PlayStation acknowledges workplace misconduct allegations
Sony says it takes recent misconduct allegations by eight current and former PlayStation workers “seriously” in a new legal filing, though it otherwise pushes back at a lawsuit claiming widespread gender discrimination at the gaming giant.
Why it matters: This was Sony’s first acknowledgment of the claims that were raised last week.
- In those declarations, women who have worked at PlayStation and Sony Online Entertainment provided scores of allegations regarding failures to promote women, indifferent or hostile human resources officials and demeaning comments.
- One mentioned a senior manager attempting to grope her; another recalled being told by a colleague that her wearing a skirt was distracting.
- Their declarations were meant to amplify former PlayStation security analyst Emma Majo’s November lawsuit alleging PlayStation has a systemic sexism problem.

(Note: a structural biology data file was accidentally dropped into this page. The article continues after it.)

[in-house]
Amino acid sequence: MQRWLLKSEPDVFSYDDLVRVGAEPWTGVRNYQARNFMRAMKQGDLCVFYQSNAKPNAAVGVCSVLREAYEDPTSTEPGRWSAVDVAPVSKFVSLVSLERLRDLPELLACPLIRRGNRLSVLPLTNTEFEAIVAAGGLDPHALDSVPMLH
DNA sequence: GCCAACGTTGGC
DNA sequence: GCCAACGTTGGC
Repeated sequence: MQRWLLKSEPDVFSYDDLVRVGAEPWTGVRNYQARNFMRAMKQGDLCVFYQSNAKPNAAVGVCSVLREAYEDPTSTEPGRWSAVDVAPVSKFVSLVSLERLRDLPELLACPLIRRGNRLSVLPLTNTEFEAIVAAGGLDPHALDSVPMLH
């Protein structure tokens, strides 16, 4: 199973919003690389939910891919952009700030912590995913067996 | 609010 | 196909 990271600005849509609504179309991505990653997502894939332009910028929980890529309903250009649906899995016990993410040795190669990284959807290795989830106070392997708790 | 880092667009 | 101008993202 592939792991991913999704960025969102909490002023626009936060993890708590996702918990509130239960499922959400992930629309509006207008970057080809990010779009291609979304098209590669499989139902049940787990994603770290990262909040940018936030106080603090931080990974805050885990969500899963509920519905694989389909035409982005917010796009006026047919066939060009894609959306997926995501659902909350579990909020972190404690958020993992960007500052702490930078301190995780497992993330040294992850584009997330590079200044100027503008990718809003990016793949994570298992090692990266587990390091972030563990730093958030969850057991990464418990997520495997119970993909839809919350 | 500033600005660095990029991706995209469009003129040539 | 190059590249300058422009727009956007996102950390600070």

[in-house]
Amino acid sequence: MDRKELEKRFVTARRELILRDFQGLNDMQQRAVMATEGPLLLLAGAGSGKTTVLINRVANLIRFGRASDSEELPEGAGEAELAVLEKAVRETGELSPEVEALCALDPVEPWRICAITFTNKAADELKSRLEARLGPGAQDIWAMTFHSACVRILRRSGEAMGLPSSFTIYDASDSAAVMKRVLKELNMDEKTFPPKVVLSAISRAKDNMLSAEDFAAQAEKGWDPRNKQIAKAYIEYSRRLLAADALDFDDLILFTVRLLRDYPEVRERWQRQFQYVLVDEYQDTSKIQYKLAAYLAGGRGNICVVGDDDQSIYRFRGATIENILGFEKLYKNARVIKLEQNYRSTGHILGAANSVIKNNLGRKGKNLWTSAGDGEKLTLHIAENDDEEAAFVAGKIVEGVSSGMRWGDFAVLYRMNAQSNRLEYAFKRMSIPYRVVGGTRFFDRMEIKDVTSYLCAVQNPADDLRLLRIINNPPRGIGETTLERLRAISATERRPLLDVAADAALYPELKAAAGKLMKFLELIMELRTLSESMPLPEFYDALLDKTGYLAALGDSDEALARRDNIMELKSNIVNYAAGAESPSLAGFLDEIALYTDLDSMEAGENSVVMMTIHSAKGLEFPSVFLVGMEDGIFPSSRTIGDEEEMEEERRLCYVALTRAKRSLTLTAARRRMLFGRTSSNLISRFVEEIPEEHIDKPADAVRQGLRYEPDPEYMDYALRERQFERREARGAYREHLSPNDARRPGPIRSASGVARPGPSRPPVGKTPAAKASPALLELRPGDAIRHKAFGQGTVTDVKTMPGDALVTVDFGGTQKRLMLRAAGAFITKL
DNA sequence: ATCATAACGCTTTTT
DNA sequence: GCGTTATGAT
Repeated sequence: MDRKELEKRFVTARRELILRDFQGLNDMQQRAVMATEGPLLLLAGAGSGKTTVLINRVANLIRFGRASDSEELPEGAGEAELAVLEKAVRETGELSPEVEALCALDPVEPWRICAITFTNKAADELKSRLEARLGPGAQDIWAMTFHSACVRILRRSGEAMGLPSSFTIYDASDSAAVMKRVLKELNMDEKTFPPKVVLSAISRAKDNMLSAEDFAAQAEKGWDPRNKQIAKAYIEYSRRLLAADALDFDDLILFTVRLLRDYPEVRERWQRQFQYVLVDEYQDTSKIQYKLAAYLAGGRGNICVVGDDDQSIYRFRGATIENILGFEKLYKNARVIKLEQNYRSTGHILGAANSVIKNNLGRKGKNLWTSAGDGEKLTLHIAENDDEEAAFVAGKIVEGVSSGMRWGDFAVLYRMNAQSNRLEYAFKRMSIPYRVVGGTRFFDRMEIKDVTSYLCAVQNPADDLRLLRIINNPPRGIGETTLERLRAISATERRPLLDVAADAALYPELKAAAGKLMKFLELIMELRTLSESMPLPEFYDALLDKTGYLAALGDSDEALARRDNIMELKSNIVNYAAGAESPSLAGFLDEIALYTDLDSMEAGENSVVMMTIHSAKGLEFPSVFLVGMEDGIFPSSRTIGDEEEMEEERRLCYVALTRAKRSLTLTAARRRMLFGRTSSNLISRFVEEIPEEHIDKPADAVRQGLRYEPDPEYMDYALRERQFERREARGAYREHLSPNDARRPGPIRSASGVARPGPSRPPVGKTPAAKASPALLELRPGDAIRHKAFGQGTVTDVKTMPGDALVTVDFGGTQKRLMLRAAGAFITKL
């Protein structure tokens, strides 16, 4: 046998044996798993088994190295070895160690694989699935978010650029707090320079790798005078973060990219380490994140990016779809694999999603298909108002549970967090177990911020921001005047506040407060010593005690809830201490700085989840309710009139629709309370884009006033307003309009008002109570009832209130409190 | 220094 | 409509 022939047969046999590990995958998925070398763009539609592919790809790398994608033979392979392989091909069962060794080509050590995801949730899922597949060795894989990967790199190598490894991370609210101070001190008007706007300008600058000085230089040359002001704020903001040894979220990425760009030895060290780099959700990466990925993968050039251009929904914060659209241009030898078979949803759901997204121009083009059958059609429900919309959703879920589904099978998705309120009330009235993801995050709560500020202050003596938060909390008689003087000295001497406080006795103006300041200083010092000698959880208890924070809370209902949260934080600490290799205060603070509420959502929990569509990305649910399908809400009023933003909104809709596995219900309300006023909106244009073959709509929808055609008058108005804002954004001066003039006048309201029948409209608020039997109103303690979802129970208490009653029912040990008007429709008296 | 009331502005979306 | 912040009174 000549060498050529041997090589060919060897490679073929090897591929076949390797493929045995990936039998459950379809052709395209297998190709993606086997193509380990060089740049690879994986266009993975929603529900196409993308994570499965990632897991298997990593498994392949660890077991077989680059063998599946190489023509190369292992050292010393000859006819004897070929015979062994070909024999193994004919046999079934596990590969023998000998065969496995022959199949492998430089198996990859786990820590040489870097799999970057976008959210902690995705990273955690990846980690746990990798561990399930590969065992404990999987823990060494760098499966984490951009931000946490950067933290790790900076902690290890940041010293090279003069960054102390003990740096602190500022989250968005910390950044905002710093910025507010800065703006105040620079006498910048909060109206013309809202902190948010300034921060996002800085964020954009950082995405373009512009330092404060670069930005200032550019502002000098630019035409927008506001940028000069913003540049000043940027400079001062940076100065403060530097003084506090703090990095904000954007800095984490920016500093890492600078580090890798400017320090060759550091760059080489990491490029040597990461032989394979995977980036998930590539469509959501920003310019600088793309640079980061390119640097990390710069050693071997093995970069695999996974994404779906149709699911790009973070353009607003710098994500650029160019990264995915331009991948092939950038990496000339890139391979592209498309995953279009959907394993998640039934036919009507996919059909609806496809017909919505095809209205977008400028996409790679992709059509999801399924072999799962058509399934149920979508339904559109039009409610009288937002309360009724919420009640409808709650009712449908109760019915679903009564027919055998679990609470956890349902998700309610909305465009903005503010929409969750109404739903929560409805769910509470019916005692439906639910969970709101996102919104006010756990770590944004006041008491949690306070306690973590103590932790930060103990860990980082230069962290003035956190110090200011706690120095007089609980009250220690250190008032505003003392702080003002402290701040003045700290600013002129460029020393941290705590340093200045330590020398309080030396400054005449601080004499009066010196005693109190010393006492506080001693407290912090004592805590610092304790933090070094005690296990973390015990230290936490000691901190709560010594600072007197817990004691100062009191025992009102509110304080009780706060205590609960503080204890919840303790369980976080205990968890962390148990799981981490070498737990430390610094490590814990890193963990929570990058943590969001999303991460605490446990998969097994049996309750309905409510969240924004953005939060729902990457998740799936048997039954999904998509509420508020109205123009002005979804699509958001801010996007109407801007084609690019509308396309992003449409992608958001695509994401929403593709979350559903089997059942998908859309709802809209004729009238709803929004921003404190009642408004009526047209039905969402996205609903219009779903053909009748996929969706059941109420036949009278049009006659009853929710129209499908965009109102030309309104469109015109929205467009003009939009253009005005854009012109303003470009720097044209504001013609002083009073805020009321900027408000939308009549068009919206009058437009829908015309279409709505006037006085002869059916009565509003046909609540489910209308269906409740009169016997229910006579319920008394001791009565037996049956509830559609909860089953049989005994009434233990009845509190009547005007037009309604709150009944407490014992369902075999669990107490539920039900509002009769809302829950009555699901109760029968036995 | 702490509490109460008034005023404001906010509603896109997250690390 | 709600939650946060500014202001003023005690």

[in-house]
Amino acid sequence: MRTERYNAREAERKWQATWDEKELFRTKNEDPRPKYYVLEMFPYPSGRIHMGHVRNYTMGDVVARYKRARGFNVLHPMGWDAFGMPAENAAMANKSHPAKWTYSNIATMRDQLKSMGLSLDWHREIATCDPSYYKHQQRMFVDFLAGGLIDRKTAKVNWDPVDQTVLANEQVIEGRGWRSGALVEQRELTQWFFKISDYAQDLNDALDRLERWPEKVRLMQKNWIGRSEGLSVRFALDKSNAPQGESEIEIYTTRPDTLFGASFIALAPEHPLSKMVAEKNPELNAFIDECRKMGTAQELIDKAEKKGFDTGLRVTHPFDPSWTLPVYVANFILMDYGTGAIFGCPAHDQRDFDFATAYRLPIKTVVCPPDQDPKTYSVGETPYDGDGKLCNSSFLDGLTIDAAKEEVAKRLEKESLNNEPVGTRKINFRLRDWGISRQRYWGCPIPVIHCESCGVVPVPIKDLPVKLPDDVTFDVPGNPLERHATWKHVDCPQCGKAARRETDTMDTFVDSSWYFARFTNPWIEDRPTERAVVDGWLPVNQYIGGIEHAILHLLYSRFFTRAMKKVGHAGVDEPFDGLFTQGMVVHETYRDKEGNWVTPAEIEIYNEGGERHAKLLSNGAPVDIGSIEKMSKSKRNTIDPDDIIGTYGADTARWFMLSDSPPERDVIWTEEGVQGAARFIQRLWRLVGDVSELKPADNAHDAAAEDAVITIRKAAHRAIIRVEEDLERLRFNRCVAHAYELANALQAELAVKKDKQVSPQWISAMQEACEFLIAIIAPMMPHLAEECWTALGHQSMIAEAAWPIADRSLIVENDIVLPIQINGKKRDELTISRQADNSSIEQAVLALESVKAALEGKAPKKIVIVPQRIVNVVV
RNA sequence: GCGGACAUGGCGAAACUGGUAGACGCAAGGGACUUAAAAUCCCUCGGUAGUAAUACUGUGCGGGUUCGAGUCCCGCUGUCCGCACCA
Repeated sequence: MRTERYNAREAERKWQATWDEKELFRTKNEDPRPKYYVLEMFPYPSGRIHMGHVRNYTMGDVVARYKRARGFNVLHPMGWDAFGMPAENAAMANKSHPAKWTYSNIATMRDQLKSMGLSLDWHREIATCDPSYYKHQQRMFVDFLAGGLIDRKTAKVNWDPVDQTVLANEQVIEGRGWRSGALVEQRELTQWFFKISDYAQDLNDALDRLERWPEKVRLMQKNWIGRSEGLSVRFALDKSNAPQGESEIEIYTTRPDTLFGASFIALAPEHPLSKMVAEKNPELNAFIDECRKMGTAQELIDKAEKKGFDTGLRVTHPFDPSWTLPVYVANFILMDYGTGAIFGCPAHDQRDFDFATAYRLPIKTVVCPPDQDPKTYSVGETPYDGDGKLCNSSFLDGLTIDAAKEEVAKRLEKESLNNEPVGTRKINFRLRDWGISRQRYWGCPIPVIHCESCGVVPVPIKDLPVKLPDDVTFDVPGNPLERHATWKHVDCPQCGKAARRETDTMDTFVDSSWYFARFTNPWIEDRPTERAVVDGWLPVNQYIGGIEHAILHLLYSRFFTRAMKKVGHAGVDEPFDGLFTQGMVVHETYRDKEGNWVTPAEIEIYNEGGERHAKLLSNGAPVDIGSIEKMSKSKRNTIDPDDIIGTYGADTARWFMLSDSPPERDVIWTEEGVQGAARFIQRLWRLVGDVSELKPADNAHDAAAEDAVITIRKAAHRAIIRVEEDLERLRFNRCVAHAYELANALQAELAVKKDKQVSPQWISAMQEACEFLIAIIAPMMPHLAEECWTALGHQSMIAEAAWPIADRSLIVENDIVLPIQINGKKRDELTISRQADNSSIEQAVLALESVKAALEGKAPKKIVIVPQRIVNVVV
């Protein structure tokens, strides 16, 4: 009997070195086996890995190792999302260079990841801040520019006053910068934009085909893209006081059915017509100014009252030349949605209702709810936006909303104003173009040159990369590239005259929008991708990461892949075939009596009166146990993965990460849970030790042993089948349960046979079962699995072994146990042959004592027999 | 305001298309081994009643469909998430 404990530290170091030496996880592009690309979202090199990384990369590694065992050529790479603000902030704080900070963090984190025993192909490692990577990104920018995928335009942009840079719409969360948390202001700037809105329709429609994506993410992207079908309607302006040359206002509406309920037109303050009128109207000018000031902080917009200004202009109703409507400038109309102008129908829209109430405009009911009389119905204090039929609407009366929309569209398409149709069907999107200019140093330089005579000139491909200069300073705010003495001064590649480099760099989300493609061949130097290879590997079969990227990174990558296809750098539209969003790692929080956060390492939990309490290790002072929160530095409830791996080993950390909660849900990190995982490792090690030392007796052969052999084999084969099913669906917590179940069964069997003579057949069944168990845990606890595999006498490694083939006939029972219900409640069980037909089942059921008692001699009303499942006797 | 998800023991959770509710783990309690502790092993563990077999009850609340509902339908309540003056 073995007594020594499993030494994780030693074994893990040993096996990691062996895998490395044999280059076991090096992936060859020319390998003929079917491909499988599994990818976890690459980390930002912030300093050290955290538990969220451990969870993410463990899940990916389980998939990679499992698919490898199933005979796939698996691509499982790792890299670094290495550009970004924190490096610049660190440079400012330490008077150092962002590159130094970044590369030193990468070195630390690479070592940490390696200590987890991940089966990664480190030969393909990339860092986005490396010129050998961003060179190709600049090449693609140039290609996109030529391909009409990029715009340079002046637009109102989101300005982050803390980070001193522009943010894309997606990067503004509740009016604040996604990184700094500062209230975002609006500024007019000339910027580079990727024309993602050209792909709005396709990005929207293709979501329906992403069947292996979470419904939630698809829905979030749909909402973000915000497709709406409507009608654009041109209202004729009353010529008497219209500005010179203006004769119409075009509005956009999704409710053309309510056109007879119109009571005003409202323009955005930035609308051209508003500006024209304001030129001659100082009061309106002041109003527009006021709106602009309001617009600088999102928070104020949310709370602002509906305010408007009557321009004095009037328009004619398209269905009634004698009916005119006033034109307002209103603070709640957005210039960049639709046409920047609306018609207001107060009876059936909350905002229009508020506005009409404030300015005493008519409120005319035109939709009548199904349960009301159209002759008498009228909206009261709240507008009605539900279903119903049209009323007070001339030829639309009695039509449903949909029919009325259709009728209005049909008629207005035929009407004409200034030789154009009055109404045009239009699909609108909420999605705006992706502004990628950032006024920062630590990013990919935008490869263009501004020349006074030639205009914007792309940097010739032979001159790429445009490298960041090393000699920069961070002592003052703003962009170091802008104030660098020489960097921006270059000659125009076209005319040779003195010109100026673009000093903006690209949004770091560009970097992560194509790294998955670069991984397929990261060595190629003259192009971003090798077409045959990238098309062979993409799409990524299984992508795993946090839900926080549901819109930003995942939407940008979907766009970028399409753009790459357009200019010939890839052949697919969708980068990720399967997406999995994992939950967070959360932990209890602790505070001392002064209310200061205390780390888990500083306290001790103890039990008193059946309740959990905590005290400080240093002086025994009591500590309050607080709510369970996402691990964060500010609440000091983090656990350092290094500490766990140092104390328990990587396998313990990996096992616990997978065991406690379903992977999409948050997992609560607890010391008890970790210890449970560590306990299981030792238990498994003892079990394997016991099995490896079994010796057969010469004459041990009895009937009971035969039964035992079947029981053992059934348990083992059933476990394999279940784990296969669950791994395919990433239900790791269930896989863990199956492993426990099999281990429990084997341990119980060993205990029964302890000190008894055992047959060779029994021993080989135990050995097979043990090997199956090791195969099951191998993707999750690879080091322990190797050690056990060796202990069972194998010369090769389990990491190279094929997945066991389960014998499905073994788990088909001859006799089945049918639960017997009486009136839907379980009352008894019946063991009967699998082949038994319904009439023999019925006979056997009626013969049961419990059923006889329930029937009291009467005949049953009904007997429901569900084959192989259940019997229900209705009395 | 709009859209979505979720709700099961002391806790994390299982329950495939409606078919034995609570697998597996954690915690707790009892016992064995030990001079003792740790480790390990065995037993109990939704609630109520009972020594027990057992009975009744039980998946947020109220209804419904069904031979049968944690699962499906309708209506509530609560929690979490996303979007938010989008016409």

- Majo is trying to broaden the suit into a class action on behalf of all women who’ve worked for PlayStation in the U.S.
“To be sure, SIE takes the substance of the newly submitted declarations seriously,” the company’s lawyers said in yesterday’s filing, referring to PlayStation by the acronym for its official corporate name.
- “Although most are by former employees who no longer work at SIE, SIE either has addressed or will address the issues raised in them in due course, as SIE values its female employees and takes proactive steps to ensure they have every opportunity to thrive and be heard.”
Yes, but: Sony is conceding nothing in its legal fight with Majo and wants the case dismissed.
- Lawyers slammed her original filing, saying it was light on facts that Sony had systemic issues with gender discrimination in terms of pay and promotion, which are central to Majo’s claim.
- They say Majo’s newer filing, which accompanied the women’s declarations, doesn’t change that.
- Sony’s argument is that nothing offered yet shows there were policies or across-the-board imbalances impacting how women were treated at PlayStation.
What’s next: A hearing on Sony’s request to dismiss the case is set for mid-April.
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